TA: Sherif Fouad
The Arab Uprising: The Unfinished Revolutions of the New Middle East
Marc Lynch defines the 2011 Arab uprisings as “an exceptionally rapid, intense, and nearly simultaneous explosions of popular protest across an Arab world united by shared transnational media and bound by a common identity” (Lynch, 9). In his book The Arab Uprising: The Unfinished Revolutions of the New Middle East, he sets out to put the events of the Arab uprising into perspective and to create a guide for the new Middle East. He does so pragmatically and theoretically but dismisses popular theories of international relations as outdated for the new Middle East. Throughout the book, Lynch emphasizes the significance and importance of the new Arab public sphere and media environment in uniting local protests into a regional popular movement. The book covers important historical events leading up to the uprising and details what followed after the self-immolation of a young Tunisian man on December 17, 2010 sparked the first protests of the uprising. What follows is summary of The Arab Uprisings, followed by an analysis of some of book’s key themes and arguments. The Arab Uprisings does exceptionally well in putting the events of the Arab uprisings into perspective, but ultimately fails to function as a effective guide for the new regional politics of the Middle East.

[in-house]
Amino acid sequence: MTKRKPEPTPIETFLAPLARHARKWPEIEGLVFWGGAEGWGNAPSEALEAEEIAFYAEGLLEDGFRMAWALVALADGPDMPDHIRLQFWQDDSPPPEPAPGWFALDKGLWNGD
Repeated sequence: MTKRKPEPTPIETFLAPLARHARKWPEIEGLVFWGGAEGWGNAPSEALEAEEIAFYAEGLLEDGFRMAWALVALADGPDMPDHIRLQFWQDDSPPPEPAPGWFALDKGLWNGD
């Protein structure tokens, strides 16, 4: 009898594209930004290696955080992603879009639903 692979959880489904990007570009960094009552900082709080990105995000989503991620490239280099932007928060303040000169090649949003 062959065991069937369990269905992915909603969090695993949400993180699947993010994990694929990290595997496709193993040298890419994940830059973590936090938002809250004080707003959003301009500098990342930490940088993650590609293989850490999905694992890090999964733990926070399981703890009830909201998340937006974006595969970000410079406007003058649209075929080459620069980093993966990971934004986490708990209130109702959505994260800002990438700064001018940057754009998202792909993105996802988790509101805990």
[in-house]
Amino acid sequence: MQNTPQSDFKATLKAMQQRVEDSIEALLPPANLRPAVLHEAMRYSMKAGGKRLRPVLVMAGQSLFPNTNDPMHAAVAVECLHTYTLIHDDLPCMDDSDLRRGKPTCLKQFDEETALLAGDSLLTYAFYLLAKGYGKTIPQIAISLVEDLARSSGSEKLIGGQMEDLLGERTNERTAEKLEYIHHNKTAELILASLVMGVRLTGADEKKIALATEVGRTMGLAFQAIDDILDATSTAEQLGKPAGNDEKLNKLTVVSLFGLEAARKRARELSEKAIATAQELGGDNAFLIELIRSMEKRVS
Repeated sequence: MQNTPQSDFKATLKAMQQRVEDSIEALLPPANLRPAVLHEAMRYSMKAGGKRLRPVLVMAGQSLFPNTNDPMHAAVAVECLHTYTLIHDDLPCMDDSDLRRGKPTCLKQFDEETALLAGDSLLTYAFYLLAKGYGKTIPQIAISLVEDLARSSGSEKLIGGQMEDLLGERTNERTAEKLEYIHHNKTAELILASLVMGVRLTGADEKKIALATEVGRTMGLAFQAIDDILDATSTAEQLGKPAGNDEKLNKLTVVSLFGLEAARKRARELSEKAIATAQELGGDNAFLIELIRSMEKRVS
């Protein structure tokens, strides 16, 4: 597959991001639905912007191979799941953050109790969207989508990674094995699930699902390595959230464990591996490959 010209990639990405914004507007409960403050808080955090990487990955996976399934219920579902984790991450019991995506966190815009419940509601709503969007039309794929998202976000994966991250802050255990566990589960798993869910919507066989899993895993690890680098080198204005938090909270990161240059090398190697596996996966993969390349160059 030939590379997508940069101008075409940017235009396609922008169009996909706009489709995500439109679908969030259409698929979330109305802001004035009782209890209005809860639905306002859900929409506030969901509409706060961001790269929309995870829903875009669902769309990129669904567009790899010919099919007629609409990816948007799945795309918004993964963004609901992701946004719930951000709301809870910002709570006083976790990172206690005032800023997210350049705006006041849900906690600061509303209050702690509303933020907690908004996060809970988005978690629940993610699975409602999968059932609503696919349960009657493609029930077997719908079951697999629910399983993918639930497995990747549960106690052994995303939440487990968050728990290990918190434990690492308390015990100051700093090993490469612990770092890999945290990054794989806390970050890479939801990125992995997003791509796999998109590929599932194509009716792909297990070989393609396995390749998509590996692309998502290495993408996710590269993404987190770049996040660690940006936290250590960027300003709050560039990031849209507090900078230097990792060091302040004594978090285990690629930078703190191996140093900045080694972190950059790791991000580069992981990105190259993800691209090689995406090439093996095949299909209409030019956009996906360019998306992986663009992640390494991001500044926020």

Marc Lynch begins by explaining that what enable local protests to unite into a massive regional movement was the new Arab public sphere that developed in conjunction with a new media environment over the past decade. The new media environment grew from new information and communications technologies and has had three great effects on the Arab world: it has eliminated the ability of authoritarian regimes to control the flow of ideas and enforce public opinion, it has Budd 2
given activists and ordinary citizens new skills, expectations and abilities, and it has...